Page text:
Friday, May 16, 2008, 10:03 AM ET|Posted by Will Richmond
I recently bought and set up a Harmony One universal remote control. I had heard about the Harmony products from many friends over the years, but had resisted purchase for a variety of reasons. Now, having completed a new family/TV room with home theater, I bought the latest model, the Harmony One. If you've never seen this device in action, it's a really neat marvel of consumer electronics.
And for the many companies trying to figure out how to build devices to bridge broadband video and TVs for mainstream consumers, it offers many usability lessons. I think that if they remember some of Harmony One's key design philosophies, their probability of eventual success would only be enhanced.
I think these are as follows:
Solve a pain point - The Harmony remotes solve a clear consumer pain point - multiple confusing remotes. The benefits are messaged clearly, starting with: "One-touch access to your entertainment. Enjoy easy, one-touch access to the home entertainment activiites you love." The current pain point in broadband is that you're practically locked to your computer to watch video. Resolve this pain point and message it properly and consumers will quickly "get it."
Make it easy to use - Everything about the Harmony One is easy and intuitive: set-up, use, updates. Nothing has been left to chance by its designers. In consumer electronics, "easy" almost always wins the day. Broadband devices need to execute on the "easy" value proposition. Of course there will be some crawling-behind-the-TV involved, but minimizing the hassle and speeding the process to realizing the benefits is essential.
Replacing may be better than augmenting - When it comes to entry strategy, it's often tempting to augment, rather than replace existing devices and services. That's a more evolutionary and seemingly likely path to success. Sometimes it is. But Harmony shows that a proposition of replacing existing devices (in this case, current remotes from cable operator, DVD player, A/V receiver, etc.) can actually the better way. Think how much more complicated Harmony's marketing task would be if they weren't able to make the simple but powerful claim of being able to replace ALL remotes. It no doubt took them a lot of extra work to execute on this, but it is well worth their while.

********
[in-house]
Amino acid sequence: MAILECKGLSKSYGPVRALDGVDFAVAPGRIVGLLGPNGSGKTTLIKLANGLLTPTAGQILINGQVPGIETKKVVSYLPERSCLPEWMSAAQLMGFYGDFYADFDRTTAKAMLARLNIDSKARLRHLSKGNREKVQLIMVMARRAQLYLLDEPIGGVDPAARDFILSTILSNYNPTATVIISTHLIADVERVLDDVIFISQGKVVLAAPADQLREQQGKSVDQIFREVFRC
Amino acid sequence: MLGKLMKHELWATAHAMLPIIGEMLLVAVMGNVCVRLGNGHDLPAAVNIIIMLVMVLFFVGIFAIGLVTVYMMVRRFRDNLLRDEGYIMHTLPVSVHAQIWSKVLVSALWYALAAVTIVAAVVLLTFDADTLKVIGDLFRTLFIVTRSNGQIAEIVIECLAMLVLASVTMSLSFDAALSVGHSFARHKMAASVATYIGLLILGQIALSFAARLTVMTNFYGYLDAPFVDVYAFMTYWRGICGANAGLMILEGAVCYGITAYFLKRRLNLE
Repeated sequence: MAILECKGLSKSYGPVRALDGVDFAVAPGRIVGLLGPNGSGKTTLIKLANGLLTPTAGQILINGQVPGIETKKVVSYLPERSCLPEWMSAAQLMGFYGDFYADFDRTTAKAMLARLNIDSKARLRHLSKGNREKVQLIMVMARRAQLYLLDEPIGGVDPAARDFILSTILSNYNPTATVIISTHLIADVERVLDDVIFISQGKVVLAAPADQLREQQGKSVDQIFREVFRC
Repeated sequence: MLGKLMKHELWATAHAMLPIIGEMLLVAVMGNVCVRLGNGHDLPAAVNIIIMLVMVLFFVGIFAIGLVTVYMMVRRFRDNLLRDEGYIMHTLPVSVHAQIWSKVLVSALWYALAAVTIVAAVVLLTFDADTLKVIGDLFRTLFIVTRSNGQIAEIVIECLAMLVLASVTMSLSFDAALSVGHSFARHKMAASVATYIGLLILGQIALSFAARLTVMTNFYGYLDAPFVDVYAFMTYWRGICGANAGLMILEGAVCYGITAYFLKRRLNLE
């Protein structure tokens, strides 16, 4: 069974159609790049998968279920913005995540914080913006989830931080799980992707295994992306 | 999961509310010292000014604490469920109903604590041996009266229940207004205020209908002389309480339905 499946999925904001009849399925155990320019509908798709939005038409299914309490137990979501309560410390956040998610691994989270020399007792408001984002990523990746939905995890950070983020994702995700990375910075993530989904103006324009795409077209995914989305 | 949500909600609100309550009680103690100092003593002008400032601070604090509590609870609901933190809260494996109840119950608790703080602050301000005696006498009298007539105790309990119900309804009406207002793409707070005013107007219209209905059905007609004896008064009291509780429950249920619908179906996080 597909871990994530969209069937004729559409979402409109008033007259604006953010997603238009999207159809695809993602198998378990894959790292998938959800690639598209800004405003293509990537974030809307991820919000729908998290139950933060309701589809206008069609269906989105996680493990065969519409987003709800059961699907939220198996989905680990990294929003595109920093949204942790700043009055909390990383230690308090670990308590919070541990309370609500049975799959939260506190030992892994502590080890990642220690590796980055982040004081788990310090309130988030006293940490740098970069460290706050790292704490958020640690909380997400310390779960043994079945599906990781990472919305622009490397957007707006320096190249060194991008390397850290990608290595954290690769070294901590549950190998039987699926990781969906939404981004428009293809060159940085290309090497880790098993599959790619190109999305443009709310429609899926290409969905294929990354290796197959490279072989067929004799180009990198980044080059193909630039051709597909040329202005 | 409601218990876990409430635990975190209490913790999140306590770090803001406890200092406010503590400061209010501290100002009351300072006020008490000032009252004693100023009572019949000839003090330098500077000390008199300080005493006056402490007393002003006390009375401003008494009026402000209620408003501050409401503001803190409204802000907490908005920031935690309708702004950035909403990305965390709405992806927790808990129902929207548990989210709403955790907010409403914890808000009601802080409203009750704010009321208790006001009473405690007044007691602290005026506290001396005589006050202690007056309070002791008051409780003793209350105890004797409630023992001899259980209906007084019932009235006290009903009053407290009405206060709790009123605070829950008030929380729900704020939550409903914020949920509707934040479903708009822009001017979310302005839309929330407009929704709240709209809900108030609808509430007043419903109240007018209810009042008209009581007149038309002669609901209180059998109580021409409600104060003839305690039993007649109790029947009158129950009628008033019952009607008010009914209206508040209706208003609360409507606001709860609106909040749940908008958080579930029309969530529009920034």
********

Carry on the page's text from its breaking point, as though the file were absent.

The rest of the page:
Similarly, for broadband device makers, addressing how not just broadband video, but also traditional TV gets delivered to the home may indeed the better way. Of course, that's a far bigger nut to crack, but at least initially, for a certain early adopter audience, the value proposition would likely resonate more clearly. The proposition changes from educating the customer about how the new box fits in, to a more straightforward all-encompassing pitch - "We know you love TV and broadband. Now you can easily get it all, on your familiar TV."
To be fair, figuring out how to bring broadband to the TV is a more involved task than building a universal remote control. There are more stakeholders, technical issues and usability challenges. While adhering to Harmony One's few simple design tenets won't guarantee eventual success it will certainly enhance the likelihood of it. For consumers looking to enjoy broadband video on their TVs, that would be great news.
What do you think? Post a comment and let everyone know!